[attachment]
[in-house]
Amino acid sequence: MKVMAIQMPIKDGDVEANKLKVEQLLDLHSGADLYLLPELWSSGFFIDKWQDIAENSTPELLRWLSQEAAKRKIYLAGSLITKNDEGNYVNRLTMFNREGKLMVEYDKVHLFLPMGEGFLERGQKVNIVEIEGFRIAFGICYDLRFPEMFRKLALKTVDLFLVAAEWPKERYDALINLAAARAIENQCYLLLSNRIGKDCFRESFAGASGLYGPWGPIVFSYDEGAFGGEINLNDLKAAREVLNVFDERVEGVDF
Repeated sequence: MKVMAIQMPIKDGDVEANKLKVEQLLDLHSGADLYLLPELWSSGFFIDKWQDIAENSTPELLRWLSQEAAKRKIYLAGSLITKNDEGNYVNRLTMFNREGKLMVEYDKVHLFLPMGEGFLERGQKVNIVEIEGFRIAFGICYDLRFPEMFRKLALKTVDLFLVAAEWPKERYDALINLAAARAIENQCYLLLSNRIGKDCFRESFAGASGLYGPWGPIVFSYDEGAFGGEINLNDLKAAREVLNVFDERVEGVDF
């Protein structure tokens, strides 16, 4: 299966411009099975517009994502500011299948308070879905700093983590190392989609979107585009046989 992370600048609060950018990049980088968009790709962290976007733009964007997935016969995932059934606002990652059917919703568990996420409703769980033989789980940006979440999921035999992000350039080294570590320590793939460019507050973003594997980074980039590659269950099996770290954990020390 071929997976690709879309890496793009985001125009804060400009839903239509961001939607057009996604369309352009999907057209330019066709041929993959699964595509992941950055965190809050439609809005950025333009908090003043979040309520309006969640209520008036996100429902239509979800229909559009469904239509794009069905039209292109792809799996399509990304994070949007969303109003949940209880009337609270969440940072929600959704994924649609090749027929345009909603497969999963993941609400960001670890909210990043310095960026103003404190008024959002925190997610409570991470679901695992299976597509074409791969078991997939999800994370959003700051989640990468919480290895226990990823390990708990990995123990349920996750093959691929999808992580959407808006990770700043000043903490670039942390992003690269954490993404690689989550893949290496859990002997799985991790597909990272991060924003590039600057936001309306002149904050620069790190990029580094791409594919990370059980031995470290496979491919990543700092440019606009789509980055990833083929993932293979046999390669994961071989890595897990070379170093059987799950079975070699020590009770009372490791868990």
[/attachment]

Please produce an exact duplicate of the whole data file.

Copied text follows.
[in-house]
Amino acid sequence: MKVMAIQMPIKDGDVEANKLKVEQLLDLHSGADLYLLPELWSSGFFIDKWQDIAENSTPELLRWLSQEAAKRKIYLAGSLITKNDEGNYVNRLTMFNREGKLMVEYDKVHLFLPMGEGFLERGQKVNIVEIEGFRIAFGICYDLRFPEMFRKLALKTVDLFLVAAEWPKERYDALINLAAARAIENQCYLLLSNRIGKDCFRESFAGASGLYGPWGPIVFSYDEGAFGGEINLNDLKAAREVLNVFDERVEGVDF
Repeated sequence: MKVMAIQMPIKDGDVEANKLKVEQLLDLHSGADLYLLPELWSSGFFIDKWQDIAENSTPELLRWLSQEAAKRKIYLAGSLITKNDEGNYVNRLTMFNREGKLMVEYDKVHLFLPMGEGFLERGQKVNIVEIEGFRIAFGICYDLRFPEMFRKLALKTVDLFLVAAEWPKERYDALINLAAARAIENQCYLLLSNRIGKDCFRESFAGASGLYGPWGPIVFSYDEGAFGGEINLNDLKAAREVLNVFDERVEGVDF
């Protein structure tokens, strides 16, 4: 299966411009099975517009994502500011299948308070879905700093983590190392989609979107585009046989 992370600048609060950018990049980088968009790709962290976007733009964007997935016969995932059934606002990652059917919703568990996420409703769980033989789980940006979440999921035999992000350039080294570590320590793939460019507050973003594997980074980039590659269950099996770290954990020390 071929997976690709879309890496793009985001125009804060400009839903239509961001939607057009996604369309352009999907057209330019066709041929993959699964595509992941950055965190809050439609809005950025333009908090003043979040309520309006969640209520008036996100429902239509979800229909559009469904239509794009069905039209292109792809799996399509990304994070949007969303109003949940209880009337609270969440940072929600959704994924649609090749027929345009909603497969999963993941609400960001670890909210990043310095960026103003404190008024959002925190997610409570991470679901695992299976597509074409791969078991997939999800994370959003700051989640990468919480290895226990990823390990708990990995123990349920996750093959691929999808992580959407808006990770700043000043903490670039942390992003690269954490993404690689989550893949290496859990002997799985991790597909990272991060924003590039600057936001309306002149904050620069790190990029580094791409594919990370059980031995470290496979491919990543700092440019606009789509980055990833083929993932293979046999390669994961071989890595897990070379170093059987799950079975070699020590009770009372490791868990």